A third of voters expect their energy bills to become unaffordable this year, increasing the pressure on Boris Johnson to protect against the rising cost of living.
Most people want taxpayer money used to offset rises in gas and electricity bills but the government is being urged by Labour to scrap VAT on fuel.
Johnson is considering measures to soften the impact of rising energy bills, which could top £2,000 a year from April, and is due to hold talks with Rishi Sunak, the chancellor, and Kwasi Kwarteng, the business secretary.
A YouGov survey of 1,744 adults on Thursday and Friday suggested that 86 per cent expected their cost of living to increase this year, rising to more than 90 per cent among Conservative voters. Some 67 per cent of voters said they were worried about rising prices and 59 per cent backed using tax revenue to limit the rise in gas and electricity bills expected when the energy price cap is reviewed in April.
This rises to 66 per cent among Tory voters, who appear keener on taxpayer subsidies than Labour voters, driven by strong support among the over-65s. Perhaps the most concerning finding for Downing Street was that 33 per cent said they expected their fuel bills “to increase by more than I can afford in the year ahead”.
Allowing energy companies to defer payment of green levies is one option under consideration although they are unlikely to be scrapped entirely despite demands from some backbenchers.
Johnson is also pressing ahead with a 1.25 point rise in National Insurance in April to fund the NHS and social care, despite pleas from Jacob Rees-Mogg, leader of the Commons, to scrap it.
Voters in the poll were also divided, with 43 per cent wanting the tax rise cancelled but 37 per cent saying that it should go ahead to fund health and social care spending.
Rachel Reeves, the shadow chancellor, said that a “cost of living catastrophe that is fast approaching needs to be addressed”, setting out plans to scrap VAT on fuel for a year to cut energy bills by an average of £200. Lower income households would be given targeted help to cut bills by £600, funded by a windfall levy on North Sea energy companies. She said this would offer immediate relief, accusing Johnson of “broken promises” after he said during the Brexit referendum that cutting VAT on fuel would be a benefit of leaving the EU.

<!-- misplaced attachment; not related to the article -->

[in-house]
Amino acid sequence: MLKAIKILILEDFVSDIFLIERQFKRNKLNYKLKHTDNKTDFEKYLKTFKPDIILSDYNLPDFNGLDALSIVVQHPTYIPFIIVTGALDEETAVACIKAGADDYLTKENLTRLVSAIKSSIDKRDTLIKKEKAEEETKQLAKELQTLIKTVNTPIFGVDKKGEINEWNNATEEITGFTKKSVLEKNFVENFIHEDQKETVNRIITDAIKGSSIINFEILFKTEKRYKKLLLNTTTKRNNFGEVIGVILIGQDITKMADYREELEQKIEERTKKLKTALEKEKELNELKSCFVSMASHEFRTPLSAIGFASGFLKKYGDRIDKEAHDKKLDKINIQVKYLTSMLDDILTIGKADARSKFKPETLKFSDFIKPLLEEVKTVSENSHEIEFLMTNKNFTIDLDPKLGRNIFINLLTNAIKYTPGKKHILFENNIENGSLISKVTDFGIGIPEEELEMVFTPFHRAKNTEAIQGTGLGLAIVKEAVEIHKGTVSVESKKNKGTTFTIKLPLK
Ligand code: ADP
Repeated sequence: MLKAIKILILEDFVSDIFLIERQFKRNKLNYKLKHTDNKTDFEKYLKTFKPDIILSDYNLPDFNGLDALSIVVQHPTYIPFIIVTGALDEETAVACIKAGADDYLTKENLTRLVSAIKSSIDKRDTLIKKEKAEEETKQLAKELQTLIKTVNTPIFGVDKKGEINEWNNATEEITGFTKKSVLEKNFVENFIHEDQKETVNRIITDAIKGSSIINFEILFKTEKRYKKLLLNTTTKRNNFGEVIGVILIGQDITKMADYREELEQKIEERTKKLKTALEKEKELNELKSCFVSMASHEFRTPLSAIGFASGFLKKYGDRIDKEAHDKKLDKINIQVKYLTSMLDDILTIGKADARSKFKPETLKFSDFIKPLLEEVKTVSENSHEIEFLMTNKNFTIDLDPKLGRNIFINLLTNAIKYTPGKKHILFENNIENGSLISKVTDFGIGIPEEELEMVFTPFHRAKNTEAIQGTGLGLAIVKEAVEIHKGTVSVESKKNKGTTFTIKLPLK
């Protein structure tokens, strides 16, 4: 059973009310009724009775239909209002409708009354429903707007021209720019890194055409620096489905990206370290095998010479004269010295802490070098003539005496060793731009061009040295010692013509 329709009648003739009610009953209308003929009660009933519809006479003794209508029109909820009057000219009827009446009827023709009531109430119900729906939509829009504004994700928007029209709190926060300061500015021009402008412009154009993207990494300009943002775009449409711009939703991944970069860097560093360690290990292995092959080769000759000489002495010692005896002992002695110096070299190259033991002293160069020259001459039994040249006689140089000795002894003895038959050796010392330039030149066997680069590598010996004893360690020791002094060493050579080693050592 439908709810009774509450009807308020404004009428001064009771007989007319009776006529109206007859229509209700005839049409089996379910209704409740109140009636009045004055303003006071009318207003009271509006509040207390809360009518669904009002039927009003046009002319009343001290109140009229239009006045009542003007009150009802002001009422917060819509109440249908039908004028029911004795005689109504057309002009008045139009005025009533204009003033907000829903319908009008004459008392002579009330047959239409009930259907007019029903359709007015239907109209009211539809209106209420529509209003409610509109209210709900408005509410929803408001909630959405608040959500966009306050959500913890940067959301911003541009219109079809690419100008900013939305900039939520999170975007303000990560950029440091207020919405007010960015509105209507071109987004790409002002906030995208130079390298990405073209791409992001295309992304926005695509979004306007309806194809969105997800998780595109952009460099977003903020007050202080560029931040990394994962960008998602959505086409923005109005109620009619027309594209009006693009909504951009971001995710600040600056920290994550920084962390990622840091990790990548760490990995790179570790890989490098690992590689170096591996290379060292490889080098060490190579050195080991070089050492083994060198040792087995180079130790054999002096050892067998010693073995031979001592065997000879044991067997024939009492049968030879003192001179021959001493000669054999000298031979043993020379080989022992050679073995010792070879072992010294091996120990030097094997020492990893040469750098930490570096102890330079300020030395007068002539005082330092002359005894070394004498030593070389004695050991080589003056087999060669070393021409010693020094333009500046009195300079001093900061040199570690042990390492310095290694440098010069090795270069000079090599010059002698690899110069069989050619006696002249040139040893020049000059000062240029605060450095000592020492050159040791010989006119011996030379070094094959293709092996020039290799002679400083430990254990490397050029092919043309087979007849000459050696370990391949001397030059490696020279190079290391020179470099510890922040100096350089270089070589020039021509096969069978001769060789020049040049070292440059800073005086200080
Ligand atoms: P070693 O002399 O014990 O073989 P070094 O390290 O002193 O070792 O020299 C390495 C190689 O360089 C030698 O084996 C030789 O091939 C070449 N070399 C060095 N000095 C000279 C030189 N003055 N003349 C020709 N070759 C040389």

Although Tory MPs have also called for a fuel VAT cut, last week Johnson said it would be a blunt instrument that would give the biggest savings to richer people who did not need help.
Nadhim Zahawi, the education secretary, said yesterday that oil and gas companies were struggling and so the Labour plan “doesn’t add up”. He pointed to an increase in winter fuel payments as well as cuts to universal credit taper rates and “one of the fastest-growing economies in the G20” as evidence that the government was dealing with the cost of living. He said that Kwarteng was having meetings “literally all the time to deal with the energy spike”.
Analysis by the Taxpayers’ Alliance estimates that green taxes will rise by more than 40 per cent under Johnson. Its analysis of Office for Budget Responsibility figures suggests the £11.7 billion raised by measures such as the climate change levy and carbon price floor would increase to £16.7 billion by May 2024, when an election is due.